Chemicals linked to endocrine disorder in older pet cats

September 19, 2018, Wiley
New research suggests that there may be a link between higher levels of per- and polyfluoroalkyl substances (PFAS) in the environment and higher levels of hyperthyroidism in pet cats as they age Credit: Environmental Toxicology and Chemistry

New research suggests that there may be a link between higher levels of per- and polyfluoroalkyl substances (PFAS) in the environment and higher levels of hyperthyroidism in pet cats as they age. The findings are published in Environmental Toxicology and Chemistry.

PFAS are a family of more than 3,000 structures of highly fluorinated chemicals used in industrial processes and consumer products, such as protective coatings for carpets, furniture and apparel, paper coatings, insecticide formulations, and other items.

The study involved analyses of blood samples from older cats in Northern California. Investigators examined the animals' exposures to PFAS and compared PFAS levels between cats with and without hyperthyroidism, a very common endocrine disorder in senior cats. ?

"Our lab has been investigating PFAS for years. Cats can be good sentinels to examine body burdens of emerging pollutants, including PFAS," said lead author Dr. Miaomiao Wang, of the California Environmental Protection Agency. "The current study is only preliminary, however, and larger scale studies might be helpful to confirm our findings."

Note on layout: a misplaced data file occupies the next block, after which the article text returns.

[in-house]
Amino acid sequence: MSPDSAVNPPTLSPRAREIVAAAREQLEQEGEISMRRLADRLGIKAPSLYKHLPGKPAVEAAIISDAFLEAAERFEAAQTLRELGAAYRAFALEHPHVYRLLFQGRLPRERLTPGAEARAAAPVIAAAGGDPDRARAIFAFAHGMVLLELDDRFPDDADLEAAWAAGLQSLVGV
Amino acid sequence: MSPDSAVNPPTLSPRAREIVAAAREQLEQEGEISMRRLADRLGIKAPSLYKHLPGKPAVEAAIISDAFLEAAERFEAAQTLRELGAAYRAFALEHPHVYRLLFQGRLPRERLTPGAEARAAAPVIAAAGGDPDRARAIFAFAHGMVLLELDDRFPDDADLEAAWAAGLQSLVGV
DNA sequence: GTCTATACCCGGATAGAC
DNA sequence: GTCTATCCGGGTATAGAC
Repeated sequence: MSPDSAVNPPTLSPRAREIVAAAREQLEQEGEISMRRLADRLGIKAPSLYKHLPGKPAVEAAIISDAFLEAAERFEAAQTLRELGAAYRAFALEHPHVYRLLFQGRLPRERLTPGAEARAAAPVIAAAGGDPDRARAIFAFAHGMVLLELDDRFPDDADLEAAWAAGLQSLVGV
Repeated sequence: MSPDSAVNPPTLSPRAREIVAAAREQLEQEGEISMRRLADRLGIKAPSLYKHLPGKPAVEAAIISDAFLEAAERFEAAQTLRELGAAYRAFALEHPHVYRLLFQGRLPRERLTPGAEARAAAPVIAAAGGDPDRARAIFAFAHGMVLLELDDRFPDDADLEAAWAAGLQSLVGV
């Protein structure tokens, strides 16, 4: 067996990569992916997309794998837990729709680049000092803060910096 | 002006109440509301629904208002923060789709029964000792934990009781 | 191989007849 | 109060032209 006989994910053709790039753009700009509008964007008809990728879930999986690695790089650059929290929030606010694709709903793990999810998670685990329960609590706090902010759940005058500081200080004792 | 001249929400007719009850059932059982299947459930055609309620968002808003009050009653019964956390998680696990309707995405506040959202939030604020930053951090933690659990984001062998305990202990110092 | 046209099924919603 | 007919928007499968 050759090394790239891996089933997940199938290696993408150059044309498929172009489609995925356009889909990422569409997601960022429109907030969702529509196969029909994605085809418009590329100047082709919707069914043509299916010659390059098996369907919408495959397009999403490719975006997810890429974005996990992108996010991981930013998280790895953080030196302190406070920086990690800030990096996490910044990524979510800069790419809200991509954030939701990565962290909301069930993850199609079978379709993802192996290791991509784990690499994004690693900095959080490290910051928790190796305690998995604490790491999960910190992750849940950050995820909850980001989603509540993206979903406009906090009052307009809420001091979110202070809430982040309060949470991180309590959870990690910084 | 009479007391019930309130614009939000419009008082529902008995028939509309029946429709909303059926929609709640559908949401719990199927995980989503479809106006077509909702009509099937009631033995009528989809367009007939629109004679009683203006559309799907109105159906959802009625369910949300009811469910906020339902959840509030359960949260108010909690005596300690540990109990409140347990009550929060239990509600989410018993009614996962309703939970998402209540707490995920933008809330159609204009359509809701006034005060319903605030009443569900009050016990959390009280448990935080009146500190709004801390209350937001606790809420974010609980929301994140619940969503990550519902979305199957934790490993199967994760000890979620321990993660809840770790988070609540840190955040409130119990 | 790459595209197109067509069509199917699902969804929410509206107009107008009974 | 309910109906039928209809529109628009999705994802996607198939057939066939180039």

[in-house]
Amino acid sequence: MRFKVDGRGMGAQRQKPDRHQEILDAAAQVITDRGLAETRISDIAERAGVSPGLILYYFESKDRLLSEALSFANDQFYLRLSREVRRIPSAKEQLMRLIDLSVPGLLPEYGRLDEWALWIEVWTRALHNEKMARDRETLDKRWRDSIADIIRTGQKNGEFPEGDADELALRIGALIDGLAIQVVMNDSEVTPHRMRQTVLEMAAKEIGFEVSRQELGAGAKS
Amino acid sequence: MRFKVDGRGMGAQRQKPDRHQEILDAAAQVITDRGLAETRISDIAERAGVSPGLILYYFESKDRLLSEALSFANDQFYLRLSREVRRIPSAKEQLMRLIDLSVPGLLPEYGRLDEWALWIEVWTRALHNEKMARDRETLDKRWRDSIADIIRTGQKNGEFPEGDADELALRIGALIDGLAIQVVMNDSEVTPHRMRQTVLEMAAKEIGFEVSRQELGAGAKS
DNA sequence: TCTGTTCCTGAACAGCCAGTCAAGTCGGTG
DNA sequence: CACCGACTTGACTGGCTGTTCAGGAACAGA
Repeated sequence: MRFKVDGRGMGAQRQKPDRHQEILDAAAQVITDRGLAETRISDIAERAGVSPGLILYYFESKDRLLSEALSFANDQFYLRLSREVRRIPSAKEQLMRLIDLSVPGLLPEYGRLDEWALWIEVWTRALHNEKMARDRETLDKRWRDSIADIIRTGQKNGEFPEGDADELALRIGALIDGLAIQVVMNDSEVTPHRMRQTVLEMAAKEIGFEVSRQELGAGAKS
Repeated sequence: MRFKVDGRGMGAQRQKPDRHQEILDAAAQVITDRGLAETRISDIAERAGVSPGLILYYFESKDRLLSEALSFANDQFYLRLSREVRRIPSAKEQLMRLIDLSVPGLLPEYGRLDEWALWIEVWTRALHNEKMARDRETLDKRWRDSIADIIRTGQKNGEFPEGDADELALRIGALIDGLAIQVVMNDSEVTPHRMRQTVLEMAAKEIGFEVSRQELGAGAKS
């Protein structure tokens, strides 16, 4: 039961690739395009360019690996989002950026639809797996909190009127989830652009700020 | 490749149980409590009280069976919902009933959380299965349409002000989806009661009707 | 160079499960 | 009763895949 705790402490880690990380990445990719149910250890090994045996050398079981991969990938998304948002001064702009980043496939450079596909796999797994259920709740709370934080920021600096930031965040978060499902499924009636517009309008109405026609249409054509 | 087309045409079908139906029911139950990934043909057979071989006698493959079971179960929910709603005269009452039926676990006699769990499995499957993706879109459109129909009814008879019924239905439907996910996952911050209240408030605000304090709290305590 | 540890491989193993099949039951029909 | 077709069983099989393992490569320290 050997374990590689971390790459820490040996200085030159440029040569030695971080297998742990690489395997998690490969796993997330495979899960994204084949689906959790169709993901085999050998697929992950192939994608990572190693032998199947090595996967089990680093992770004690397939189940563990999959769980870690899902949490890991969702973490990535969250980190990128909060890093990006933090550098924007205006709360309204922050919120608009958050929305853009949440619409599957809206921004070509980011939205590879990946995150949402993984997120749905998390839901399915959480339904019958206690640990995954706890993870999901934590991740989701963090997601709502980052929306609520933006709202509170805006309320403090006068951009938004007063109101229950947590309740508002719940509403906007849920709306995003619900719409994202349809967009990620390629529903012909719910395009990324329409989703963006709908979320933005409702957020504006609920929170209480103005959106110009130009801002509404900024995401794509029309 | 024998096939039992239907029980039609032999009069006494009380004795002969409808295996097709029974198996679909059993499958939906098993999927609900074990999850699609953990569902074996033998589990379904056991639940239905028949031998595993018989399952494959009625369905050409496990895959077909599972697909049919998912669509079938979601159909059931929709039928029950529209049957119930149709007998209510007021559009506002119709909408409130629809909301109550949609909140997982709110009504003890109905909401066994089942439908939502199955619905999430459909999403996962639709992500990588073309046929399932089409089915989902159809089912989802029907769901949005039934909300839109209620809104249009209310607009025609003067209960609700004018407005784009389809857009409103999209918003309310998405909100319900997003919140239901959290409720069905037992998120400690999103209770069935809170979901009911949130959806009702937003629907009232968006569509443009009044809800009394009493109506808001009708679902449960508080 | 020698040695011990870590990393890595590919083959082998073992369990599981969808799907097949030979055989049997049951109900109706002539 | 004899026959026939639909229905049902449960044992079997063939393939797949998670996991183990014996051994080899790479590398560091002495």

Explore further: Certain environmental pollutants may contribute to poor kidney health

More information: Environmental Toxicology and Chemistry (2018). DOI: 10.1002/etc.4239

Related Stories

Congress wants EPA to more quickly regulate unsafe chemicals

September 6, 2018

Republican and Democratic lawmakers pressed the Environmental Protection Agency on Thursday to act faster to bring more of the country's most hazardous industrial chemicals and substances under tighter regulation, saying ...

High levels of chemicals found in indoor cats

February 24, 2017

A study from Stockholm University have now established what was previously suspected, that the high levels of brominated flame retardants measured in cats are from the dust in our homes. The study has been published in the ...

Recommended for you

Study shows city rats eat better than country rats

October 17, 2018

A pair of researchers, one with Trent University in Canada, the other the University of Manchester in the U.K. has found evidence that rats living in cities have a much richer diet than rats living in the country. In their ...

A curious branch of plankton evolution

October 17, 2018

Planktonic foraminifera (forams) - tiny, shelled organisms that float in the sea—left behind one of the most complete fossil records of evolutionary history in deep sea deposits. Consequently, evolutionists have a relatively ...

0 comments

Please sign in to add a comment. Registration is free, and takes less than a minute. Read more

Click here to reset your password.
Sign in to get notified via email when new comments are made.